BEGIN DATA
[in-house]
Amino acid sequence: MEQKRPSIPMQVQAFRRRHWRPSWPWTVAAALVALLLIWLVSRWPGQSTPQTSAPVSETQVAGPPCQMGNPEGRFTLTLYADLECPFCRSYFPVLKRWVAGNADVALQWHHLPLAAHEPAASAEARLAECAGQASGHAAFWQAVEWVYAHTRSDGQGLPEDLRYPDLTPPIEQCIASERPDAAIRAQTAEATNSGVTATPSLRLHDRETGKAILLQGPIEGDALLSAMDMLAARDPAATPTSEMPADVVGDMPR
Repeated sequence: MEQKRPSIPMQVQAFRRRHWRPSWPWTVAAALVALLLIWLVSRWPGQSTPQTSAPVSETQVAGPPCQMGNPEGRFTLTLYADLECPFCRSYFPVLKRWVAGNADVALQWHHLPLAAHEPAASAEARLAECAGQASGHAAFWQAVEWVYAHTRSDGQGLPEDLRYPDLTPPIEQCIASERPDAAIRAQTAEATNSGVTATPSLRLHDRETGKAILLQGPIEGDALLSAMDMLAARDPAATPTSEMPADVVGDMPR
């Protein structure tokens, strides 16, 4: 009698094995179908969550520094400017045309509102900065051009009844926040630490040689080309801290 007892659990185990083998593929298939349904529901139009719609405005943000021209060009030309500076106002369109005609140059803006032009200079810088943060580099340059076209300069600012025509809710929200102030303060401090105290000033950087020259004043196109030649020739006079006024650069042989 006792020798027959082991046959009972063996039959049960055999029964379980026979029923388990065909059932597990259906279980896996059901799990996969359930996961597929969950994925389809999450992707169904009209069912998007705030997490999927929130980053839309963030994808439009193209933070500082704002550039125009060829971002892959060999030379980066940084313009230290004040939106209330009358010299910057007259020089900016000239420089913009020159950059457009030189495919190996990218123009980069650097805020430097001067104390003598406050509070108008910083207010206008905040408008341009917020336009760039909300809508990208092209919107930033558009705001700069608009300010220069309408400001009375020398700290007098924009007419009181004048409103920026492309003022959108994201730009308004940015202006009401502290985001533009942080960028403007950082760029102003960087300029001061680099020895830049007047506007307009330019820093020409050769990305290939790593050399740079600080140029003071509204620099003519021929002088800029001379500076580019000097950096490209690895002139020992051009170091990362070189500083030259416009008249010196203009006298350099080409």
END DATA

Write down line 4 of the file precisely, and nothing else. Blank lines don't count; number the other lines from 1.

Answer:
């Protein structure tokens, strides 16, 4: 009698094995179908969550520094400017045309509102900065051009009844926040630490040689080309801290 007892659990185990083998593929298939349904529901139009719609405005943000021209060009030309500076106002369109005609140059803006032009200079810088943060580099340059076209300069600012025509809710929200102030303060401090105290000033950087020259004043196109030649020739006079006024650069042989 006792020798027959082991046959009972063996039959049960055999029964379980026979029923388990065909059932597990259906279980896996059901799990996969359930996961597929969950994925389809999450992707169904009209069912998007705030997490999927929130980053839309963030994808439009193209933070500082704002550039125009060829971002892959060999030379980066940084313009230290004040939106209330009358010299910057007259020089900016000239420089913009020159950059457009030189495919190996990218123009980069650097805020430097001067104390003598406050509070108008910083207010206008905040408008341009917020336009760039909300809508990208092209919107930033558009705001700069608009300010220069309408400001009375020398700290007098924009007419009181004048409103920026492309003022959108994201730009308004940015202006009401502290985001533009942080960028403007950082760029102003960087300029001061680099020895830049007047506007307009330019820093020409050769990305290939790593050399740079600080140029003071509204620099003519021929002088800029001379500076580019000097950096490209690895002139020992051009170091990362070189500083030259416009008249010196203009006298350099080409």